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GPS/Dead Reckoning

Navigation with Kalman


Filter Integration
Paul Bakker
Kalman Filter
The Kalman Filter is an estimator for
what is called the linear-quadratic
problem, which is the problem of
estimating the instantaneous state of a
linear dynamic system perturbed by white
noise by using measurements linearly
related to the state but corrupted by white
noise. The resulting estimator is
statistically optimal with respect to any
quadratic function of estimation error [1]
Kalman Filter Uses
Estimation
Estimating the State of Dynamic
Systems
Almost all systems have some dynamic
component
Performance Analysis
Determine how to best use a given set
of sensors for modeling a system
Basic Discrete Kalman Filter
Equations
http://www.cs.unc.edu/~welch/
media/pdf/kalman_intro.pdf
Automobile Voltimeter Example
Time 50 Seconds
Time 100 Seconds
Global Positioning System
GPS
24 or more satellites (28 operational
in 2000)
6 circular orbits containing 4 or more
satellites
Radii of 26,560 and orbital period of
11.976 hours
Four or more satellites required to
calculate users position
GPS Satellite Signals

GPS code sync Animation
http://www.colorado.edu/geography/gcraf
t/notes/gps/gif/bitsanim.gif
When the Pseudo Random codes match up
the receiver is in sync and can determine
its distance from the satellite
Receiver Block Diagram
Navigation Pictorial
Position Estimates with Noise and
Bias Influences
Differential GPS Concept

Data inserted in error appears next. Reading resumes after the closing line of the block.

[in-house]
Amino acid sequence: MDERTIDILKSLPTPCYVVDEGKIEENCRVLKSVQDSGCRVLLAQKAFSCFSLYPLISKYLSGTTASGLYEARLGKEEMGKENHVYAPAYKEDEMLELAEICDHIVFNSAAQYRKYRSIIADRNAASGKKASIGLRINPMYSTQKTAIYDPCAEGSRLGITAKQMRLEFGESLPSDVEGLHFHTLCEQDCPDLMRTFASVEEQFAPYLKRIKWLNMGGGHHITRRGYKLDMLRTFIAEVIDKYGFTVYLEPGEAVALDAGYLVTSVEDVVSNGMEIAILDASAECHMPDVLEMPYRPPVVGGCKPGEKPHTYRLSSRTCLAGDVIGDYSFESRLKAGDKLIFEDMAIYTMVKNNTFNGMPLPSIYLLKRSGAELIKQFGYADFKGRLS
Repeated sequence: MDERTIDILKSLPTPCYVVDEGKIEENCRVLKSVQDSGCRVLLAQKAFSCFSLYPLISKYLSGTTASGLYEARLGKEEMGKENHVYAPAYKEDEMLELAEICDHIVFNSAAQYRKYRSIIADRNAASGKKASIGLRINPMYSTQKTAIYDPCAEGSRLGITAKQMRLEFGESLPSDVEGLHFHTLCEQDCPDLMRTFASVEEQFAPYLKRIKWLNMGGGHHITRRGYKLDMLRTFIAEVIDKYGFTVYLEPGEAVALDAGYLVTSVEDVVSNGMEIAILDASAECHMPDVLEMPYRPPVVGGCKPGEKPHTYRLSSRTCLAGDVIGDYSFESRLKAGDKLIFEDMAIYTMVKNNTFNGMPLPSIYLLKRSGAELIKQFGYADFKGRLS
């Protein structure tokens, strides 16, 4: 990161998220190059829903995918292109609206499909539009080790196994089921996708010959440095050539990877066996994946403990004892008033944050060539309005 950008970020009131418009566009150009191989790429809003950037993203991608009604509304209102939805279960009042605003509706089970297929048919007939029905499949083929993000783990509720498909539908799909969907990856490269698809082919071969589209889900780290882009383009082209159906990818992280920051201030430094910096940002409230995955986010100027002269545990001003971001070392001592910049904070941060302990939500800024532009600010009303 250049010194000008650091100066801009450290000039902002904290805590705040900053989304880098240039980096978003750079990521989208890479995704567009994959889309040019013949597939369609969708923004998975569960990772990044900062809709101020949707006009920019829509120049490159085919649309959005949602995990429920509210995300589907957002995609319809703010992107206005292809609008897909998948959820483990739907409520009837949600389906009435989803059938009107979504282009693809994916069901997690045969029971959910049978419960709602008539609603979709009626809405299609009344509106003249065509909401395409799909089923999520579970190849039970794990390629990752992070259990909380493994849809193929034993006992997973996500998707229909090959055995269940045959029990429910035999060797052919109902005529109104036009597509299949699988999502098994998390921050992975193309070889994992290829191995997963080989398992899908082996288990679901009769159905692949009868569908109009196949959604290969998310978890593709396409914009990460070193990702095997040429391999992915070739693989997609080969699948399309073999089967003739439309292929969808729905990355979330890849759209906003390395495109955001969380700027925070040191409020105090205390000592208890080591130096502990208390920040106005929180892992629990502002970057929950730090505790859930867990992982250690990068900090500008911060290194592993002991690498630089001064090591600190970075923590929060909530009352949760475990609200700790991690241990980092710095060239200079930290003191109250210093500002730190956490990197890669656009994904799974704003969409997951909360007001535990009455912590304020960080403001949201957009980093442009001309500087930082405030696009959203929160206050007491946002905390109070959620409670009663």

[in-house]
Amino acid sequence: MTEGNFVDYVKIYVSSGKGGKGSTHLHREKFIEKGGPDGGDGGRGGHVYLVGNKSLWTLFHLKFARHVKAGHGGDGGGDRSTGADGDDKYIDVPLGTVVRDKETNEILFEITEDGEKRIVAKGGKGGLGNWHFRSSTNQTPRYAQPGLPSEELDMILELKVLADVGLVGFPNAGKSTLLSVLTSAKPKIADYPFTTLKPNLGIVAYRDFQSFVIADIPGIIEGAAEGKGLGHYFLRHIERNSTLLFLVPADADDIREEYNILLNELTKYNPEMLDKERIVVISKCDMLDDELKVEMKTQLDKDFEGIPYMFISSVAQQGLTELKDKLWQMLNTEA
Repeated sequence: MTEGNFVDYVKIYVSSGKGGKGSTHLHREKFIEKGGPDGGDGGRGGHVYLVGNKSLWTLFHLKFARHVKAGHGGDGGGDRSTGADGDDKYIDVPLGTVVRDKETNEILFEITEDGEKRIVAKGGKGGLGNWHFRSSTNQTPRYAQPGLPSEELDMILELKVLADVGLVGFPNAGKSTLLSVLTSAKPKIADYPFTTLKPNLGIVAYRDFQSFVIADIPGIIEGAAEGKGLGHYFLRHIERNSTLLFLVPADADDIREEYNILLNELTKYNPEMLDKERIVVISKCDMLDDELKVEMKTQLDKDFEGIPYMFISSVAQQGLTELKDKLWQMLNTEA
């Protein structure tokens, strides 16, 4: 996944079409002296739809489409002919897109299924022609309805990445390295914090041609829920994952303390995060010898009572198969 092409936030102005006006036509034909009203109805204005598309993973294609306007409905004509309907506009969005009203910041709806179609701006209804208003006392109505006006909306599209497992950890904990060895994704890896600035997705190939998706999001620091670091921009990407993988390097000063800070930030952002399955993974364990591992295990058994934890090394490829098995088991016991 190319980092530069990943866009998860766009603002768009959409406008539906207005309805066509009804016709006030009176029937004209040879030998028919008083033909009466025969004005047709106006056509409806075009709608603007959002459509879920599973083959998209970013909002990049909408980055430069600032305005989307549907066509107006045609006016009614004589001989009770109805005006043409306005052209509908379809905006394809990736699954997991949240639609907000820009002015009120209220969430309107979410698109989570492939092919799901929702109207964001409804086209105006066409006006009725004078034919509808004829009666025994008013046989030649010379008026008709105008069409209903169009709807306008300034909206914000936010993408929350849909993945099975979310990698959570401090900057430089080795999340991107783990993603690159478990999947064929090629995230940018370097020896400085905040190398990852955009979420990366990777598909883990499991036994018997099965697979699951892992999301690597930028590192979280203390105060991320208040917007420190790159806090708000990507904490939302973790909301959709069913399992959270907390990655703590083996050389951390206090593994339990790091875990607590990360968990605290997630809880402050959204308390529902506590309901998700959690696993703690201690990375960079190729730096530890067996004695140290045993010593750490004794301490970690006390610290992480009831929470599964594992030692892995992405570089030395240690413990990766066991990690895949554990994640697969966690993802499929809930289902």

Reduce error by
using a known
ground reference
and determining
the error of the
GPS signals
Then send this
error information
to receivers
GPS Error Sources
GDOP
Example of Importance of Satellite
Choice
The satellites are
assumed to be at a
55 degree
inclination angle
and in a circular
orbit
Satellites have
orbital periods of
43,082



Right Ascension Angular Location
GDOP (1,2,3,4) vs. (1,2,3,5)
Optimum GDOP for the satellites
The smaller the GDOP the better

GDOP Chimney
(Bad) 2 of the
4 satellites are
too close to one
another dont
provide linearly
independent
equations
RMS X Error
Graphed above is the covariance analysis for RMS
east position error
Uses Riccati equations of a Kalman Filter
Optimal and Non-Optimal are similar
RMS Y Error
Covariance analysis for RMS north position
error

RMS Z Error
Covariance analysis for vertical position
error
Clock Bias Error
Covariance analysis for Clock bias error

Clock Drift Error
Covariance analysis for Clock drift error

Questions & References
[1] M. S. Grewal, A. P. Andrews,
Kalman Filtering, Theory and
Practice Using MATLAB, New York:
Wiley, 2001